COURT prosecutions against homeowners who refuse to pay the €100 household charge will take years to happen. Those who refuse to pay can be hit with fines of up to €2,500.
The penalties range from an extra fee of €10 after six months to the ultimate sanction of an appearance in court.
But a government source told the Irish Independent the arrival of a case in court would possibly take years from the introduction of the charge in January.
Socialist TD Joe Higgins challenged the Government to say if it was planning to bring in a law to take a fine from the income of workers or social welfare recipients.
Tanaiste Eamon Gilmore told the Dail the Government had promised to bring in a new Fines Bill on fines imposed by the courts. But he didn't go into the specifics
Homeowners who don't pay the household charge won't find themselves immediately in the courts.
A late payment fee of €10 will apply if the charge is paid within six months of the due date, €20 between six and 12 months and €30 if the payment is 12 months late.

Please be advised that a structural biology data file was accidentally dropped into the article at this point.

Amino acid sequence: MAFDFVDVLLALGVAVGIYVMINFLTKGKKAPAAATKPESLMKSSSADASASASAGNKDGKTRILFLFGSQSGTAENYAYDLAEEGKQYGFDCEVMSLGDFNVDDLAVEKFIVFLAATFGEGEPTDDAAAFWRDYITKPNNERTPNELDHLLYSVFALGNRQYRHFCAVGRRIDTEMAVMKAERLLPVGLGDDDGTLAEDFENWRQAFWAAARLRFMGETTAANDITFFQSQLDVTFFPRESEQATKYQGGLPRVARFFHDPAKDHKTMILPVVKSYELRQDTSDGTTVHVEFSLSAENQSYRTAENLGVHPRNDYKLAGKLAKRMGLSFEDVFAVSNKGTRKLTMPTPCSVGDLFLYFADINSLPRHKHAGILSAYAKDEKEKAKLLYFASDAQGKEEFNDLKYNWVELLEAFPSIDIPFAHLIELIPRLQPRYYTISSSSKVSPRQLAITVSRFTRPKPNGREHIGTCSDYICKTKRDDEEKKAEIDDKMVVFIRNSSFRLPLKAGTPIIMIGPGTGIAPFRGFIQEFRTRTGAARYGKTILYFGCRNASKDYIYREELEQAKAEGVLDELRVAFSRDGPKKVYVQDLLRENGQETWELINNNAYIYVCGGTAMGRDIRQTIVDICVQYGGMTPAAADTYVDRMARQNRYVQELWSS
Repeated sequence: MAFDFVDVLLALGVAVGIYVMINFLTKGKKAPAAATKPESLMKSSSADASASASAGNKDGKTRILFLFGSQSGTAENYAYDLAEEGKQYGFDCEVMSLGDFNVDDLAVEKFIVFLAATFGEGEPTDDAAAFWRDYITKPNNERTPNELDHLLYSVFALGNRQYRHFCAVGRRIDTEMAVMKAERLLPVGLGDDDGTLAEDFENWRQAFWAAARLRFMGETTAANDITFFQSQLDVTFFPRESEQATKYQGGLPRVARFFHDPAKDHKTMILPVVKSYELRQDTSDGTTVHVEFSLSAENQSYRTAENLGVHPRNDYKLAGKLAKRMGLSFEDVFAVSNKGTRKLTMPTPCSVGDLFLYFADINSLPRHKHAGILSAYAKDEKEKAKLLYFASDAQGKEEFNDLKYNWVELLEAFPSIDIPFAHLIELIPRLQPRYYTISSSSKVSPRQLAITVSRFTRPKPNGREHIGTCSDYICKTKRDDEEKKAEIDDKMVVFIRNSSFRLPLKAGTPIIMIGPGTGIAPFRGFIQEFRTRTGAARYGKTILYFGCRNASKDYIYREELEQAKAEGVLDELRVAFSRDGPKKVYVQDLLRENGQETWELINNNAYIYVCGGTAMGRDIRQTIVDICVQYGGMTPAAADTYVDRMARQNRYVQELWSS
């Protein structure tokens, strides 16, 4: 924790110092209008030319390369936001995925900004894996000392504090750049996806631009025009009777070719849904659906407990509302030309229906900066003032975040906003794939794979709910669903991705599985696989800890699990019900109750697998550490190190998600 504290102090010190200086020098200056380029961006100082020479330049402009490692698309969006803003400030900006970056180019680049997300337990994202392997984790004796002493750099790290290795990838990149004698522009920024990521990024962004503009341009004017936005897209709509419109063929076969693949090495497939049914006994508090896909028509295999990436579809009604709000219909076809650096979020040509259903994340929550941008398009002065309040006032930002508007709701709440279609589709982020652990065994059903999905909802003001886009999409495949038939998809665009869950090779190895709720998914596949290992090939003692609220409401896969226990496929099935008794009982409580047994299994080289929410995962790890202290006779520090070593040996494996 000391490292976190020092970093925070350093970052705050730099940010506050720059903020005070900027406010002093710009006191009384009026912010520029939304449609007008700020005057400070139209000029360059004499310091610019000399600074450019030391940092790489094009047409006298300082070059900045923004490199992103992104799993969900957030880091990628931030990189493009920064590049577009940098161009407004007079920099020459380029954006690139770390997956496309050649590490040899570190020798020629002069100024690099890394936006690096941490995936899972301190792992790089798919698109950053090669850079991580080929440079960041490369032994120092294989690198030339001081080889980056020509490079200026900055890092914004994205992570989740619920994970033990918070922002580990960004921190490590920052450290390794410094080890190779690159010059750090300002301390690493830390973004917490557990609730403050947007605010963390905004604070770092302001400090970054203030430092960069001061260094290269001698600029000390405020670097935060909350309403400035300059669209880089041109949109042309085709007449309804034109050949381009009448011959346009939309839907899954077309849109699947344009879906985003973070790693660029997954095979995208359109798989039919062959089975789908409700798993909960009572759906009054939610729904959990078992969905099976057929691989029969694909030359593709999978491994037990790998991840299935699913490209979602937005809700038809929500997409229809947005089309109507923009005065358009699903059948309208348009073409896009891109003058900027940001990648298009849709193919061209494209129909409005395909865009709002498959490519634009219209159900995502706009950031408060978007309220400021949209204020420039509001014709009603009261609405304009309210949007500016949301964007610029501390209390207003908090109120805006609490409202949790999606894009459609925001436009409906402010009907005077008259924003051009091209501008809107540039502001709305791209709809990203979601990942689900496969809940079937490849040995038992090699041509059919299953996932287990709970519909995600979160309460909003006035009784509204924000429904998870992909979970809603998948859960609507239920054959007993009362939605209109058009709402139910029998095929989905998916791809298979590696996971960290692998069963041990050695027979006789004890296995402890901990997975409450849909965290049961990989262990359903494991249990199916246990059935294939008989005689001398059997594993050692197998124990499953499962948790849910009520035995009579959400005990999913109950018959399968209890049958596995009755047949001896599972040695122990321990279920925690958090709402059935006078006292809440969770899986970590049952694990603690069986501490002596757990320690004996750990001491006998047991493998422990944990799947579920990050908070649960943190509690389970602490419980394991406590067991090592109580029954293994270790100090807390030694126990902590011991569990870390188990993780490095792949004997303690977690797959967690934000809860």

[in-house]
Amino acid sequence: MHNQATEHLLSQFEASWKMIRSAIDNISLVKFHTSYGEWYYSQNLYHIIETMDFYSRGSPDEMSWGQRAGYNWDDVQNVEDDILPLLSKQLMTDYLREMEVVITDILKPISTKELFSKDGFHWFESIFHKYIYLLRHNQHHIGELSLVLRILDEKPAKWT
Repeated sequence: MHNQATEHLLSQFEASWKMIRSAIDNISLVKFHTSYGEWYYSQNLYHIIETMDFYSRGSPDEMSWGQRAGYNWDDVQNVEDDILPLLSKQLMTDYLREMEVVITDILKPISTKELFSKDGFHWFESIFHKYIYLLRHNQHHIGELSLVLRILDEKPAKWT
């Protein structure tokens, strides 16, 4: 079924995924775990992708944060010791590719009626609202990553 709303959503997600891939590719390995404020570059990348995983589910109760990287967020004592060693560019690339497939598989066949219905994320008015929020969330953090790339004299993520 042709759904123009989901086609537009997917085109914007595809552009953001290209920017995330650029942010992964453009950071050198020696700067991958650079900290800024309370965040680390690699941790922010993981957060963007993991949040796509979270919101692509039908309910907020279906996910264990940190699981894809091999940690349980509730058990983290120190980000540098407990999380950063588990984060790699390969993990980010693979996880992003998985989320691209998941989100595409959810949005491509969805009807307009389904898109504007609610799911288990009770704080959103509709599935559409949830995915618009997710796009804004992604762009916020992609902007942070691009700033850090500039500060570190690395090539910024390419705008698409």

These penalties are similar to the rules that apply under Revenue laws on the late filing and payment of certain taxes.
After two years of failing to pay, the penalty rises to €280 with the combination of the charges, the late payment fees and late payment interest.
Councils will also have the power to take prosecutions against homeowners.
A court may impose a class C fine under the Fines Act 2010, which range from €1,000 to €2,500. If the homeowner refuses to pay, it will be up to the courts to decide what action to take -- such as imposing a prison sentence.
But there are no instructions being issued to local authorities about timeframes for pursuing those who fail to pay the charge.